Methods

Methods of relational automaton are just normal functions which are given read-only access to the current state of an automaton instance. Since the states of automaton instances are not ordinary values that can be passed around as parameters (remember, automaton variables cannot be aliased) methods have to be declared inside a using block, as shown here:

using Supply {
  [SupplierId] lowest_price_suppliers(PartId pid) {
    prices = [s, p : s, p <- unit_price(?, pid, ?)];
    return [] if prices == [];
    min_price = only(min_by([p : s, p <- prices], untag));
    return [p : p, s <- prices, s == min_price];
  }

  [PartId, SupplierId] lowest_price_suppliers = [
    p, s : p <- part, s <- lowest_price_suppliers(p)
  ];
}

A using block can contain any number of methods, and an automaton can have any number of using blocks. Method are invoked with the same syntax used in object-oriented languages: if a is an automaton variable and m is a method, it can be invoked by writing a.m(..) if m has any arguments, or a.m otherwise. The same is true of all automaton variables, including nested automata. Methods of a given automaton can of course invoke each other, with no need (and no way) to explicitly specify the target, and a reference to the automaton instance is passed along implicitly, just like the this/self argument in object-oriented languages.

Methods can freely manipulate ordinary member variables of the automaton they both the automaton they're associated with and all of its dependees, but they need to adhere to the no-aliasing rule for mutable relation variables. We've already seen which operations can be performed on mutable relation variables and which cannot, but if you're unsure whether something is permitted or not, just try to do it: the compiler will stop you anyway if you're doing something wrong.

Accessing stored and computed data in a uniform way

Mutable relation variables benefit from the same syntactic sugar that is available for ordinary relation values. Lookup operations of the form:

address(sid, !!)
unit_price(sid, pid, !!)

can be rewritten more concisely like so:

address(sid)
unit_price(sid, pid)

which makes them look like function/method calls, therefore providing a uniform syntax to access both stored attributes and computed ones. Here's an example:

schema People {
  person(PersonId):
    first_name : String,
    last_name  : String;
}

using People {
  String full_name(PersonId id) = first_name(id) & " " & last_name(id);
}

Now first_name, last_name and full_name for a given person_id can be accessed in exactly the same way:

first_name(person_id)
last_name(person_id)
full_name(person_id)

Nondeterminism

Function in Cell are, like in all pure functional languages, referentially transparent, which is just another way to say that they're deterministic: calling a function with the same inputs must always produce the same result. Unfortunately, that's not entirely true for methods. While methods cannot have any side effects, they're not entirely deterministic because they manipulate data structures whose elements are intrinsically unordered. Whenever you iterate through the elements of a mutable relation variable, the language does not guarantee a deterministic iteration order so if you're not careful you may end up writing nondeterministic code. Here's a couple of examples:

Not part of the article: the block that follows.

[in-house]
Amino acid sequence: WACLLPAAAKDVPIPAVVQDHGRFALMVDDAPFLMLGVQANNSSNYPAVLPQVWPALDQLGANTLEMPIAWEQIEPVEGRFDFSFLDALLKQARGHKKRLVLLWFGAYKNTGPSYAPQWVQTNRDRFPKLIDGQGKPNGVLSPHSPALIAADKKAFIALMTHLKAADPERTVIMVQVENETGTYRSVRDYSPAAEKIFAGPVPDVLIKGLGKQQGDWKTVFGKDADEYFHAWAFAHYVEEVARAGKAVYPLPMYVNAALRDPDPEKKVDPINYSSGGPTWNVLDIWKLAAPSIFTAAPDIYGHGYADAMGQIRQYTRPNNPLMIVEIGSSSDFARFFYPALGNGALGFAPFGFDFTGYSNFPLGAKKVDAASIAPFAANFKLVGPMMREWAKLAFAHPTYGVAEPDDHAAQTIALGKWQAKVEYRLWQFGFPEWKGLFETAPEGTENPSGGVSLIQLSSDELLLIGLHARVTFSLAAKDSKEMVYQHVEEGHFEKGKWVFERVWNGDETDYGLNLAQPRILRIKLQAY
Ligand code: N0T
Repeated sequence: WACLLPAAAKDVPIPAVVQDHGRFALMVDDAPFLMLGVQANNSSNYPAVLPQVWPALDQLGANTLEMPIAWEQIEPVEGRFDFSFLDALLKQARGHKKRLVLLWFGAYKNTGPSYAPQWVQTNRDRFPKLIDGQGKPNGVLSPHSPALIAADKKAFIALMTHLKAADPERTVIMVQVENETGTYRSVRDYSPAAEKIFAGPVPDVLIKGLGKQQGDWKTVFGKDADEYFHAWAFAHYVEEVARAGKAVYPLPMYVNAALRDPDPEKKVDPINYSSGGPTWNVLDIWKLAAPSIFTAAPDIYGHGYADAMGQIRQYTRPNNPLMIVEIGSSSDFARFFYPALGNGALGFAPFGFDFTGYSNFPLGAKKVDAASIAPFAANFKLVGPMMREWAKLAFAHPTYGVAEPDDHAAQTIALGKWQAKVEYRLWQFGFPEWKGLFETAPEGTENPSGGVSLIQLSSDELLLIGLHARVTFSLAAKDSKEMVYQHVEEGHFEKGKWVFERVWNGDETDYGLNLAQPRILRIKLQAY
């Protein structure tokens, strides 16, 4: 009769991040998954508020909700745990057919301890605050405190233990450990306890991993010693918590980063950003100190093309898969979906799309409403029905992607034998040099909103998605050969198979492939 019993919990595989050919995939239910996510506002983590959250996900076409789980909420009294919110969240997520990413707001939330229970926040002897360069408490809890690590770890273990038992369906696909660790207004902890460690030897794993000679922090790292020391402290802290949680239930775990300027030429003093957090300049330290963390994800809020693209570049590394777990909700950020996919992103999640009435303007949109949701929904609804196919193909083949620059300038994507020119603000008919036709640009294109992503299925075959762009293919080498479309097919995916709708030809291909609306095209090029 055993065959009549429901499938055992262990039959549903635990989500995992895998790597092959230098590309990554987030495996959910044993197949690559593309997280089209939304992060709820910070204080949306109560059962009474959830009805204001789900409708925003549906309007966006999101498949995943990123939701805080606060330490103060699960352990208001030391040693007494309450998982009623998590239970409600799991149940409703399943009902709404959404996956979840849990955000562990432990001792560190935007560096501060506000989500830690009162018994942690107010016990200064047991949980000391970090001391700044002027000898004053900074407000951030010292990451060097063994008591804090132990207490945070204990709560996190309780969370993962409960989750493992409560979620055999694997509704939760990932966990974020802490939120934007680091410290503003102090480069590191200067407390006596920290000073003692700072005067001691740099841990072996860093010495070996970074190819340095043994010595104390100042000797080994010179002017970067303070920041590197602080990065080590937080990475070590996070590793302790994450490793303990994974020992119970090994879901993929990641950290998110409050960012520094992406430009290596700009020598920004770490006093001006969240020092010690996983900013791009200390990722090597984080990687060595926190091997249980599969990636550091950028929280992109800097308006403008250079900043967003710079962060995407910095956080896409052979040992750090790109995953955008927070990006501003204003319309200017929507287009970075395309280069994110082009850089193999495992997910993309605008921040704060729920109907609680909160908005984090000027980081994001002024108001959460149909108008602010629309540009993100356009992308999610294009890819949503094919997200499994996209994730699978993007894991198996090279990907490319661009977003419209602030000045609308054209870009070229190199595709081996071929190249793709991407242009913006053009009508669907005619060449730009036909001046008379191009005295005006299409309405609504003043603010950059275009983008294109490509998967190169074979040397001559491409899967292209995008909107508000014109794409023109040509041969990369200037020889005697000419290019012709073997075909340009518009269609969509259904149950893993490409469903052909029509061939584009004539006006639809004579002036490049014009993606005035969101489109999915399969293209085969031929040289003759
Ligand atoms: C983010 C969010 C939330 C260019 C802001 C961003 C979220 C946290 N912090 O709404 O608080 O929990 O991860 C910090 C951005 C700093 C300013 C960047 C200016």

schema Measurements {
  measurement(MsrtId):
    value : Float;
}

using Measurements {
  Float avg_value {
    count = 0;
    sum = 0.0;
    for id, v <- measurements:
      count = count + 1;
      sum = sum + v;
    ;
    return sum / count;
  }

  Float* ord_values {
    values = ();
    for id, v <- values:
      values = (values | v);
    ;
    return values;
  }
}

The avg_value method iterates through all measurement values in an unspecified order: calling it on two different automaton instances can (and generally will) result in different iteration orders, even when the two instances have exactly the same logical state. Since floating point additions (unlike integer ones) are not associative and therefore sensitive to the order they're performed in, calling avg_value on two automaton instances with the same state can produce different results. ord_values shows a more blatant example of nondeterminism: all measurement values are appended to the result sequence in the order they're iterated on, so in this case we would be unlikely to get the same result from two distinct but logically identical automaton instances.

The same problem of course arises for ordinary relation variables, but in that case the language does guarantee a deterministic iteration order, even though such an order is implementation defined and may change from one version of the language to the next. But mutable relation variables are implemented differently under the hood, and they forgo determinism in order to provide optimal performance. I'm not aware of a way to provide deterministic iteration that doesn't impact performance or memory consumption to some extent, so this problem is probably not going away completely, but future version of the compiler will provide an option to make the behavior of methods entirely deterministic that will come with performance trade-offs.